Services Planned for Susan Veatch Cantrellby Jim Amidon • January 15, 2008
Susan Veatch Cantrell, a 22-year member of the Public Affairs staff at Wabash, passed away early Monday morning. She was 63 years old.
Visitation will be at Hunt and Sons Funeral Home in Crawfordsville from 4 p.m. to 8 p.m. Friday, January 18. Funeral services will be held at 11 a.m. Saturday morning at St. Bernard's Catholic Church with burial to follow in Oak Hill North Cemetery.
Memorial gifts to Wabash College may be sent to the Advancement Office, P.O. Box 352, Crawfordsville, IN 47933. Notes of sympathy for the family may be sent to Kane House at Wabash College.
Cantrell began her career at Wabash as a part-time writer in the Development Office in 1985. She became director of public relations in 1989, a position she held until 1995. She later served Wabash as director of campaign communications for the Campaign for Leadership, and was a senior writer in the public affairs and marketing office until her retirement in May 2007.
Cantrell originated Wabash's first parents' newsletter, "A Letter Home," in the 1980s, and was a speech writer for three Wabash presidents and two interim presidents. For two decades, she was the principal writer of all of Wabash's most formal documents, such as honorary degree citations, honorary alumni citations, and alumni awards of merit.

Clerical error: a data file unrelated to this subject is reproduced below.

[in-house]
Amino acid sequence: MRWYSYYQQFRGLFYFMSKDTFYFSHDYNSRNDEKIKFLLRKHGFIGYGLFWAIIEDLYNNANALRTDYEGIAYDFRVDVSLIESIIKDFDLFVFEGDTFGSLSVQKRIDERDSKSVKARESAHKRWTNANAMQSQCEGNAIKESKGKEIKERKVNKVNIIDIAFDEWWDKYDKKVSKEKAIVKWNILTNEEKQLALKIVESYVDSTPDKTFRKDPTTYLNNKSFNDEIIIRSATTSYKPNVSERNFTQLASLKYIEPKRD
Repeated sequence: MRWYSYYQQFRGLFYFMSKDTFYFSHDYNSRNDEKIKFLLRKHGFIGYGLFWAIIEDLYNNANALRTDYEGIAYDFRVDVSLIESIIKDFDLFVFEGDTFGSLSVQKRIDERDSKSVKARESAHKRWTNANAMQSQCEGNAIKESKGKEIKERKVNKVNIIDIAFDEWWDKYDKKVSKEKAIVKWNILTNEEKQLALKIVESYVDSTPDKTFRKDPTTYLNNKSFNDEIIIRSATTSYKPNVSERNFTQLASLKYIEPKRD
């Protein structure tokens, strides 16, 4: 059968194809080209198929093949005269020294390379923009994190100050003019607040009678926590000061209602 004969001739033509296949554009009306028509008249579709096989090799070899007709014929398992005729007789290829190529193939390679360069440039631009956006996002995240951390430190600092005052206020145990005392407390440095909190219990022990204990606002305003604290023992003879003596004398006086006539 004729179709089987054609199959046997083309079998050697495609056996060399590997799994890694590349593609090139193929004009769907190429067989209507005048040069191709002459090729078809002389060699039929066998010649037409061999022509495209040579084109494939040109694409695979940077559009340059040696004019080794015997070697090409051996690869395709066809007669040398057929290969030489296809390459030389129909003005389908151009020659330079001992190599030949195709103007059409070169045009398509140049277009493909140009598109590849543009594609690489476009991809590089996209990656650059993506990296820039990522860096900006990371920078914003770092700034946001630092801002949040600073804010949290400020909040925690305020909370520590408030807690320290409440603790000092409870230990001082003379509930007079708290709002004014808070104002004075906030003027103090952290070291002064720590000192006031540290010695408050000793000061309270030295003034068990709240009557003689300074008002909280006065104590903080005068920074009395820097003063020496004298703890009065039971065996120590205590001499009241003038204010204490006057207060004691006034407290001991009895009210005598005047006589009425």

A Crawfordsville native, Susan earned a degree in political science from Indiana University and attended the CBS School of Management. She came to Wabash after having worked as the Editorial Director of WCBS Radio in New York City, where she also produced and hosted a weekly news interview program. Her career in radio began at WBBM Radio in Chicago, where she served for five years as Editorial Director. Prior to that she worked in Washington, D.C., on the staff Senator Charles Percy of Illinois.
She was President of the National Broadcast Editorial Association in 1983-84. She served as a board member of the New York Chapter of Media Alert, the National Conference of Editorial Writers, and the Radio and Television News Directors Association. Her professional writing awards included those from San Francisco State University, the National Broadcast Editorial Association, United Press International, the Associated Press, Sigma Delta Chi, and the new York State Broadcasters Association.
In Crawfordsville, Cantrell was a member of the Montgomery County Historical Society, the Montgomery County Visitors and Convention Bureau, and the League of Women Voters.
Steve Charles paid tribute to Cantrell at the time of her retirement with a story in Wabash Magazine.